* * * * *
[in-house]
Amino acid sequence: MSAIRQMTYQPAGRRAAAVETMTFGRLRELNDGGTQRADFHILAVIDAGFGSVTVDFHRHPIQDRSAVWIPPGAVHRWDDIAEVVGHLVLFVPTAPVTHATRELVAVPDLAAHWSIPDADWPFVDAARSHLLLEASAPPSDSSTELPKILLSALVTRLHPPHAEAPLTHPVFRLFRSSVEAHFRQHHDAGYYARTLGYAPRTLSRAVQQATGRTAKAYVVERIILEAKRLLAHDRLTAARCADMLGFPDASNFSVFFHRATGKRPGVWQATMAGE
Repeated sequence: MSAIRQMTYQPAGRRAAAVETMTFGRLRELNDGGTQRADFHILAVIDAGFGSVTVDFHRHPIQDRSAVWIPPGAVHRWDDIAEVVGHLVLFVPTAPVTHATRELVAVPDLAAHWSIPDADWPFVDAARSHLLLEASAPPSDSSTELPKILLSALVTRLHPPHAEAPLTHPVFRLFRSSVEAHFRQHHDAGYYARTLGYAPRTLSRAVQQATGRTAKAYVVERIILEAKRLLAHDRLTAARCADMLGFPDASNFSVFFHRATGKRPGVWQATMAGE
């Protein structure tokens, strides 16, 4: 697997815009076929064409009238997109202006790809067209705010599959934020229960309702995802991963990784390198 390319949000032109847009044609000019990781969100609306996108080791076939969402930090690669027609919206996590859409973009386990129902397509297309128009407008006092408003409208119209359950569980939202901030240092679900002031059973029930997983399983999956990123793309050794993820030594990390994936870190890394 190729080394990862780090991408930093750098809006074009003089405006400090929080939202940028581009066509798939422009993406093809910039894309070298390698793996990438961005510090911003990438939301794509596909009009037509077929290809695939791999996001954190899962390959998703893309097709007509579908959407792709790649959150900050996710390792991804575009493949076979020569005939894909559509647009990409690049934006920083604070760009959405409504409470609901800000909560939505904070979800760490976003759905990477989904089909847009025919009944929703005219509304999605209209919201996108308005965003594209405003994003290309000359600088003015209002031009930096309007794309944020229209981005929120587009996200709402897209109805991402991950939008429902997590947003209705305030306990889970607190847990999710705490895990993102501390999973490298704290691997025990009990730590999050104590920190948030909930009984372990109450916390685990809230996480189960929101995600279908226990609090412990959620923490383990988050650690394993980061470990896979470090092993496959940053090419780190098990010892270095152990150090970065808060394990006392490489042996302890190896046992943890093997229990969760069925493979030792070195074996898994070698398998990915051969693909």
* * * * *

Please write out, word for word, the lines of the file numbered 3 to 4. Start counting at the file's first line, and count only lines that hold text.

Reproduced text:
Repeated sequence: MSAIRQMTYQPAGRRAAAVETMTFGRLRELNDGGTQRADFHILAVIDAGFGSVTVDFHRHPIQDRSAVWIPPGAVHRWDDIAEVVGHLVLFVPTAPVTHATRELVAVPDLAAHWSIPDADWPFVDAARSHLLLEASAPPSDSSTELPKILLSALVTRLHPPHAEAPLTHPVFRLFRSSVEAHFRQHHDAGYYARTLGYAPRTLSRAVQQATGRTAKAYVVERIILEAKRLLAHDRLTAARCADMLGFPDASNFSVFFHRATGKRPGVWQATMAGE
């Protein structure tokens, strides 16, 4: 697997815009076929064409009238997109202006790809067209705010599959934020229960309702995802991963990784390198 390319949000032109847009044609000019990781969100609306996108080791076939969402930090690669027609919206996590859409973009386990129902397509297309128009407008006092408003409208119209359950569980939202901030240092679900002031059973029930997983399983999956990123793309050794993820030594990390994936870190890394 190729080394990862780090991408930093750098809006074009003089405006400090929080939202940028581009066509798939422009993406093809910039894309070298390698793996990438961005510090911003990438939301794509596909009009037509077929290809695939791999996001954190899962390959998703893309097709007509579908959407792709790649959150900050996710390792991804575009493949076979020569005939894909559509647009990409690049934006920083604070760009959405409504409470609901800000909560939505904070979800760490976003759905990477989904089909847009025919009944929703005219509304999605209209919201996108308005965003594209405003994003290309000359600088003015209002031009930096309007794309944020229209981005929120587009996200709402897209109805991402991950939008429902997590947003209705305030306990889970607190847990999710705490895990993102501390999973490298704290691997025990009990730590999050104590920190948030909930009984372990109450916390685990809230996480189960929101995600279908226990609090412990959620923490383990988050650690394993980061470990896979470090092993496959940053090419780190098990010892270095152990150090970065808060394990006392490489042996302890190896046992943890093997229990969760069925493979030792070195074996898994070698398998990915051969693909």